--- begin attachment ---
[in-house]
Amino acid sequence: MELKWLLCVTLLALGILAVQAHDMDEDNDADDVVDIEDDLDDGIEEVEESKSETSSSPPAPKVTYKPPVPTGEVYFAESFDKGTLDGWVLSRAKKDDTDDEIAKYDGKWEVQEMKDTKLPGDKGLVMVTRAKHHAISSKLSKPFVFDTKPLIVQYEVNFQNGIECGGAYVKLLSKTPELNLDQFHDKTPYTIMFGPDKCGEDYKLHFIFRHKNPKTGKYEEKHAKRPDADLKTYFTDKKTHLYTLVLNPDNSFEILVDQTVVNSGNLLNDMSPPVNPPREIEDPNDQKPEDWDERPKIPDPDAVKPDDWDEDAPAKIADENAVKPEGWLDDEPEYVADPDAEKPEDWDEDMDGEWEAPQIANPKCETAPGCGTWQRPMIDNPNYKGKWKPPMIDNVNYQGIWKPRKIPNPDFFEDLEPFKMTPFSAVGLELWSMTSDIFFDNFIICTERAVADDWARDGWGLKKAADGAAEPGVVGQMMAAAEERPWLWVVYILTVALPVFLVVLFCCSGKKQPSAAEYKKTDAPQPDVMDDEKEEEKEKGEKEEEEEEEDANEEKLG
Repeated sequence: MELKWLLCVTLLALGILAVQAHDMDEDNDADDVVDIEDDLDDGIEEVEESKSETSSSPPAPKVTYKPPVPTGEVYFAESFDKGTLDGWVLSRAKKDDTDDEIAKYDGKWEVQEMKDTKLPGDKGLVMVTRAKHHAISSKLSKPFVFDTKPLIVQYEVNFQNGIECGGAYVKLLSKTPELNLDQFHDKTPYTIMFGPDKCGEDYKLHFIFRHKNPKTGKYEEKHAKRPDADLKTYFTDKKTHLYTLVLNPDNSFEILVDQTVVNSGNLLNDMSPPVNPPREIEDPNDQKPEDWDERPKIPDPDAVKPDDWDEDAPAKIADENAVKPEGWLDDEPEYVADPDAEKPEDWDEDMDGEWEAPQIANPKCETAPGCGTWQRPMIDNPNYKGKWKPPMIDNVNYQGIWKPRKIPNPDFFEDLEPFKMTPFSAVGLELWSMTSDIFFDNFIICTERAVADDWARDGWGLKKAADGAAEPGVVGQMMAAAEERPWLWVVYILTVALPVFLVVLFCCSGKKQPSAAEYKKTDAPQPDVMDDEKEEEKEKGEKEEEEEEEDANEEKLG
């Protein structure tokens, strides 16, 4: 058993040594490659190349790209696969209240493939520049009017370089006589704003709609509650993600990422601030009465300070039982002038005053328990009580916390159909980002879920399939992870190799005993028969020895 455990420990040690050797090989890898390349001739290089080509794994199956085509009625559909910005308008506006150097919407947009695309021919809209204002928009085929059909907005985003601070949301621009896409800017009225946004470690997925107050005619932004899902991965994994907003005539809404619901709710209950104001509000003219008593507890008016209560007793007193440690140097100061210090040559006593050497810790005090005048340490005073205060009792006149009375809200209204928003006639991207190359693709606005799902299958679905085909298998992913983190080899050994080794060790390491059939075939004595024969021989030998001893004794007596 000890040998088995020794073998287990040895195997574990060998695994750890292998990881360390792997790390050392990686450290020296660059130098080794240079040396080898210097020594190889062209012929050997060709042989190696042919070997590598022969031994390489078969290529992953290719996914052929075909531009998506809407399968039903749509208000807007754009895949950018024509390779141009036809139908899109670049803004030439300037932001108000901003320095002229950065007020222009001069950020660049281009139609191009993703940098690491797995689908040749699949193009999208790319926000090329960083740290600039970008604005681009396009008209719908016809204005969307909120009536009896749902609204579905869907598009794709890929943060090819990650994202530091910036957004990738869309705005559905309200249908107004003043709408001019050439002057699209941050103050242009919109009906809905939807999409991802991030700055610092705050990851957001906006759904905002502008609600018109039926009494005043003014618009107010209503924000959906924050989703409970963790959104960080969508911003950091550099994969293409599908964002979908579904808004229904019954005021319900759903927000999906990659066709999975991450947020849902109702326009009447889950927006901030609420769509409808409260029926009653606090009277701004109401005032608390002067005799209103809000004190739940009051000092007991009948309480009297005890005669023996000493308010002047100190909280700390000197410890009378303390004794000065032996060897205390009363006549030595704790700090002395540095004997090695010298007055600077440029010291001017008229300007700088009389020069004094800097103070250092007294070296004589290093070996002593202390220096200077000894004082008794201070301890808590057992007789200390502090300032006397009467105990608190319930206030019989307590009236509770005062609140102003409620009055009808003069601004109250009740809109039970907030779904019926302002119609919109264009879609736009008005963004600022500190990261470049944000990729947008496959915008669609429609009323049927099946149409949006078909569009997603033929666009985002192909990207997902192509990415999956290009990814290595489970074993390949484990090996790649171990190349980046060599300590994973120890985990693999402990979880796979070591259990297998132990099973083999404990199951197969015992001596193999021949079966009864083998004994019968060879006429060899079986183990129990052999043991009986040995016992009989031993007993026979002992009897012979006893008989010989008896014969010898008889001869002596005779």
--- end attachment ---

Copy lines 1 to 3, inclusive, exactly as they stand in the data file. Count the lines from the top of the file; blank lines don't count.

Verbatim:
[in-house]
Amino acid sequence: MELKWLLCVTLLALGILAVQAHDMDEDNDADDVVDIEDDLDDGIEEVEESKSETSSSPPAPKVTYKPPVPTGEVYFAESFDKGTLDGWVLSRAKKDDTDDEIAKYDGKWEVQEMKDTKLPGDKGLVMVTRAKHHAISSKLSKPFVFDTKPLIVQYEVNFQNGIECGGAYVKLLSKTPELNLDQFHDKTPYTIMFGPDKCGEDYKLHFIFRHKNPKTGKYEEKHAKRPDADLKTYFTDKKTHLYTLVLNPDNSFEILVDQTVVNSGNLLNDMSPPVNPPREIEDPNDQKPEDWDERPKIPDPDAVKPDDWDEDAPAKIADENAVKPEGWLDDEPEYVADPDAEKPEDWDEDMDGEWEAPQIANPKCETAPGCGTWQRPMIDNPNYKGKWKPPMIDNVNYQGIWKPRKIPNPDFFEDLEPFKMTPFSAVGLELWSMTSDIFFDNFIICTERAVADDWARDGWGLKKAADGAAEPGVVGQMMAAAEERPWLWVVYILTVALPVFLVVLFCCSGKKQPSAAEYKKTDAPQPDVMDDEKEEEKEKGEKEEEEEEEDANEEKLG
Repeated sequence: MELKWLLCVTLLALGILAVQAHDMDEDNDADDVVDIEDDLDDGIEEVEESKSETSSSPPAPKVTYKPPVPTGEVYFAESFDKGTLDGWVLSRAKKDDTDDEIAKYDGKWEVQEMKDTKLPGDKGLVMVTRAKHHAISSKLSKPFVFDTKPLIVQYEVNFQNGIECGGAYVKLLSKTPELNLDQFHDKTPYTIMFGPDKCGEDYKLHFIFRHKNPKTGKYEEKHAKRPDADLKTYFTDKKTHLYTLVLNPDNSFEILVDQTVVNSGNLLNDMSPPVNPPREIEDPNDQKPEDWDERPKIPDPDAVKPDDWDEDAPAKIADENAVKPEGWLDDEPEYVADPDAEKPEDWDEDMDGEWEAPQIANPKCETAPGCGTWQRPMIDNPNYKGKWKPPMIDNVNYQGIWKPRKIPNPDFFEDLEPFKMTPFSAVGLELWSMTSDIFFDNFIICTERAVADDWARDGWGLKKAADGAAEPGVVGQMMAAAEERPWLWVVYILTVALPVFLVVLFCCSGKKQPSAAEYKKTDAPQPDVMDDEKEEEKEKGEKEEEEEEEDANEEKLG